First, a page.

Outline of unit

Objects are an important part of daily life. The materials from which objects are made are usually deliberately selected and often objects are made from more than one material. The materials selected have particular properties that enable the object to better achieve its purpose.

In this unit, students learn that the materials from which objects are made can either be combined in particular ways, as in a glass window with a metal frame, or they can be mixed together as in a cake mix. The method depends on the purpose of the object and the materials available. Even when materials are sourced from those occurring naturally in the environment, such as paints made by traditional Aboriginal and Torres Strait Islander cultures from ochre, there are still deliberate choices made. This unit also explores the end stage of an object’s life by looking at materials, such as paper, that can be recycled into new objects. It becomes apparent that even when recycling, the properties of materials are important and impact on the recycling process.

Cross-curriculum priority

Aboriginal and Torres Strait Islander histories and cultures


Australian Curriculum content descriptions

Science Understanding

Chemical sciences

Different materials can be combined, including by mixing, for a particular purpose (ACSSU031

Science as a Human Endeavour

Nature and development of science

Science involves asking questions about, and describing changes in, objects and events (ACSHE034

Use and influence of science

People use science in their daily lives, including when caring for their environment and living things (ACSHE035

Science Inquiry Skills

Questioning and predicting

Respond to and pose questions, and make predictions about familiar objects and events (ACSIS037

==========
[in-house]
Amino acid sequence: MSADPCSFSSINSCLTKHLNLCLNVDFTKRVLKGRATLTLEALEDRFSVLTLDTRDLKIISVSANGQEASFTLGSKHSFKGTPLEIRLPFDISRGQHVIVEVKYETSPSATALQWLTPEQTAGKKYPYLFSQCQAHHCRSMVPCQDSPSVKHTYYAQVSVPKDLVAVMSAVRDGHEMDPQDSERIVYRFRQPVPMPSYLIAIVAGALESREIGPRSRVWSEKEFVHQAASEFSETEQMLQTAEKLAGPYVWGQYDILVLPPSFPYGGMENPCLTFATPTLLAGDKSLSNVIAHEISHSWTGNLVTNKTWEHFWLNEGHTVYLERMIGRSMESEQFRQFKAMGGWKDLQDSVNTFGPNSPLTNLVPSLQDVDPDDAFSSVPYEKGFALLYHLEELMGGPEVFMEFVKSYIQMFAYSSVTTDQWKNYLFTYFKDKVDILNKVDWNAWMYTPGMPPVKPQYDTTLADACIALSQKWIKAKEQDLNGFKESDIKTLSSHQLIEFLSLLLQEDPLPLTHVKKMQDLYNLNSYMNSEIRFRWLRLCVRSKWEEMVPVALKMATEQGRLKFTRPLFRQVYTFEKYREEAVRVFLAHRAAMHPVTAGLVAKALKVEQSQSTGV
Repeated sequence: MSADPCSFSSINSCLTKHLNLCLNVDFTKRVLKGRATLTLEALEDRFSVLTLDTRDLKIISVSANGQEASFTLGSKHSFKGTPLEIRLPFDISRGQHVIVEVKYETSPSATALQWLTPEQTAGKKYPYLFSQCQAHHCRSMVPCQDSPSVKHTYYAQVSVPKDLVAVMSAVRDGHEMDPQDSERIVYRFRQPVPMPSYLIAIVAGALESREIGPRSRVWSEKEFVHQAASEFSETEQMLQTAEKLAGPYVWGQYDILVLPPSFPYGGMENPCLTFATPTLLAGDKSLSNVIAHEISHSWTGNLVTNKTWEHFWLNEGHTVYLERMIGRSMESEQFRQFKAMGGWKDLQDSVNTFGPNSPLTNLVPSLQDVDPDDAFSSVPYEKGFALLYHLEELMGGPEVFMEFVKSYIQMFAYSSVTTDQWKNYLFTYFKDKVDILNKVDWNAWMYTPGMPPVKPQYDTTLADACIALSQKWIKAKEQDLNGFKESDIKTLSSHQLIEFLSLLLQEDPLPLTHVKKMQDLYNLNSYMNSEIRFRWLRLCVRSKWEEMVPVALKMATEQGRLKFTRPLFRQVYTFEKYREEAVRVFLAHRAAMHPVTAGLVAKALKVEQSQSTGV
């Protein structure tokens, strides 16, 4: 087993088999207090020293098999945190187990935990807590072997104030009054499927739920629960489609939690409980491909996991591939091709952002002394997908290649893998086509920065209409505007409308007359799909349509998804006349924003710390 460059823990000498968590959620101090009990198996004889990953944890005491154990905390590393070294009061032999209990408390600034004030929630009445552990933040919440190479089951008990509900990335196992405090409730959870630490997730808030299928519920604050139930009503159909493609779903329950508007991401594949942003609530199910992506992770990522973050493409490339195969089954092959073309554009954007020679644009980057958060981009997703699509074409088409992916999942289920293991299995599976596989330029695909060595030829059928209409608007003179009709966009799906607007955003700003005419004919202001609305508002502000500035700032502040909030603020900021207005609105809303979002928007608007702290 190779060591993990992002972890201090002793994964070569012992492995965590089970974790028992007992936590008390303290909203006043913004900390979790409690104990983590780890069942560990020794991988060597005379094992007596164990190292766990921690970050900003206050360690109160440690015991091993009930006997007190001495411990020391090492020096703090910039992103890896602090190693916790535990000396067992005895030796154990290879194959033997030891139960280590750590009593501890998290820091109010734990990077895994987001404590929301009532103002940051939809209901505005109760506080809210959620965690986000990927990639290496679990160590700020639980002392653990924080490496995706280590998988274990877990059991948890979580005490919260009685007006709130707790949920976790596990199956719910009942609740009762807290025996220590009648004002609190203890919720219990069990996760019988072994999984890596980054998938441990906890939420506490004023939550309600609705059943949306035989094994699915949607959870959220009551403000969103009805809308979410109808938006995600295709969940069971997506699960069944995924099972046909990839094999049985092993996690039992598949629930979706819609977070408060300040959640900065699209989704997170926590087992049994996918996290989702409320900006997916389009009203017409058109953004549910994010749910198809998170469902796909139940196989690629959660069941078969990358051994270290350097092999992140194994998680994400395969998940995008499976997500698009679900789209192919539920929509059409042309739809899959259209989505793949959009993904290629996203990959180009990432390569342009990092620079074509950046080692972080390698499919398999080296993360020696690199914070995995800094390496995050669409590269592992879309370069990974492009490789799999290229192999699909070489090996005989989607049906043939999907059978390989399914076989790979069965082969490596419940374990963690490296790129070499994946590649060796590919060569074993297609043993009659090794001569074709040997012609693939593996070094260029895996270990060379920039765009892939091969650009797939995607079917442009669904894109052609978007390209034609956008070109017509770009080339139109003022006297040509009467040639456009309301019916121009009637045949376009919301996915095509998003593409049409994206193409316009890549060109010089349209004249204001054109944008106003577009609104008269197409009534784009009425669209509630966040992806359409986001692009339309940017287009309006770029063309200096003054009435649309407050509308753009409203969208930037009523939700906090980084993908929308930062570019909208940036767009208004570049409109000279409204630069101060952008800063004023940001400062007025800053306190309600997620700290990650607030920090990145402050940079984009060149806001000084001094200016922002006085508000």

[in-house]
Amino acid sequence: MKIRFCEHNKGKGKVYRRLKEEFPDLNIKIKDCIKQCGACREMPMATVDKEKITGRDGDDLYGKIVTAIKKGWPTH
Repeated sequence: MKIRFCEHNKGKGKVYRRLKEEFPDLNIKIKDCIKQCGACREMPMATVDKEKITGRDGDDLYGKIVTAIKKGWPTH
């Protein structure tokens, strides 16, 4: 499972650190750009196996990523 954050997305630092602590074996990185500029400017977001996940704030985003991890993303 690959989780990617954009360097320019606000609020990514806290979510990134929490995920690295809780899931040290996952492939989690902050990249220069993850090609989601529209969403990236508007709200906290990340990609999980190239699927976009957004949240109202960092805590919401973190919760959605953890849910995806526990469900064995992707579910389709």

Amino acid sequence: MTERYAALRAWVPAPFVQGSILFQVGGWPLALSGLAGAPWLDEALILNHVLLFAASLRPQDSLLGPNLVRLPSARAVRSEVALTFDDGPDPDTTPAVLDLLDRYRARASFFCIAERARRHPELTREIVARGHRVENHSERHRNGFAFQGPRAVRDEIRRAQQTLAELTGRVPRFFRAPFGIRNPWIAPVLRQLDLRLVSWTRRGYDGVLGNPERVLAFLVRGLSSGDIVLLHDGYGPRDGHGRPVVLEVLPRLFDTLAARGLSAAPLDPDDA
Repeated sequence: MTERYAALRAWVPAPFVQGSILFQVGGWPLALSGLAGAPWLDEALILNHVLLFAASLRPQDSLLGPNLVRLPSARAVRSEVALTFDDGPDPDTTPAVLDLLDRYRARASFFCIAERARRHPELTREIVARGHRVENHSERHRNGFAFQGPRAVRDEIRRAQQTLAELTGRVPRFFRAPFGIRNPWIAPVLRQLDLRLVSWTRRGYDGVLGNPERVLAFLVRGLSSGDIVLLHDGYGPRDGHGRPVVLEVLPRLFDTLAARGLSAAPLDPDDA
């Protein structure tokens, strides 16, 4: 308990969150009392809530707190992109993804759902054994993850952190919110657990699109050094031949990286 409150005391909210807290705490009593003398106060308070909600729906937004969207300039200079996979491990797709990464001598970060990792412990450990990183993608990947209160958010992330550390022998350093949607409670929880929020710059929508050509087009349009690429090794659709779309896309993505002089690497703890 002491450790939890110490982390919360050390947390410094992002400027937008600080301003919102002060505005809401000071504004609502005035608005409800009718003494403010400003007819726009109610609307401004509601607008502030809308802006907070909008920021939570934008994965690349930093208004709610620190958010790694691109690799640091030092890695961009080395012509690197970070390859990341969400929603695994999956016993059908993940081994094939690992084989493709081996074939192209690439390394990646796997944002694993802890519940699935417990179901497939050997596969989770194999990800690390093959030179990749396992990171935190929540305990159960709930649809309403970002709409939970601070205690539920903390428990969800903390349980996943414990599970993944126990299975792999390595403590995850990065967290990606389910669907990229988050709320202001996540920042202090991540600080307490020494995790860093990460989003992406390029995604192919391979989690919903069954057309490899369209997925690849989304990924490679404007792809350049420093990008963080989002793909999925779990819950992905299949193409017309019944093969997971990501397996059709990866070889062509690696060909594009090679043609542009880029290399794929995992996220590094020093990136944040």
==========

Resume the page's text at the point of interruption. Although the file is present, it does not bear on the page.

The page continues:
Planning and conducting

Participate in different types of guided investigations to explore and answer questions, such as manipulating materials, testing ideas, and accessing information sources (ACSIS038

Use informal measurements in the collection and recording of observations, with the assistance of digital technologies as appropriate (ACSIS039

Processing and analysing data and information

Use a range of methods to sort information, including drawings and provided tables and through discussion, compare observations with predictions (ACSIS040


Compare observations with those of others (ACSIS041


Represent and communicate observations and ideas in a variety of ways such as oral and written language, drawing and role play (ACSIS042

Source: Australian Curriculum, Assessment and Reporting Authority (ACARA). 

Achievement standard

This lesson sequence provides opportunities to gather information about students’ achievement of specific components in the standards (which are bolded in the statements below).

By the end of Year 2, students describe changes to objects, materials and living things. They identify that certain materials and resources have different uses and describe examples of where science is used in people’s daily lives.

Students pose questions about their experiences and predict outcomes of investigations. They use informal measurements to make and compare observations. They follow instructions to record and represent their observations and communicate their ideas to others.

Source: Australian Curriculum, Assessment and Reporting Authority (ACARA)

Dumpling dough, Andrea Nguyen, CC BY 2.0; Pounding red ochre © Queensland Museum, Gary Cranitch; Paper pulp © N Sandry.

Additional information for teachers


Background information (PDF, 607 KB)

Safety advice (PDF, 327 KB)

Materials and equipment (PDF, 483 KB)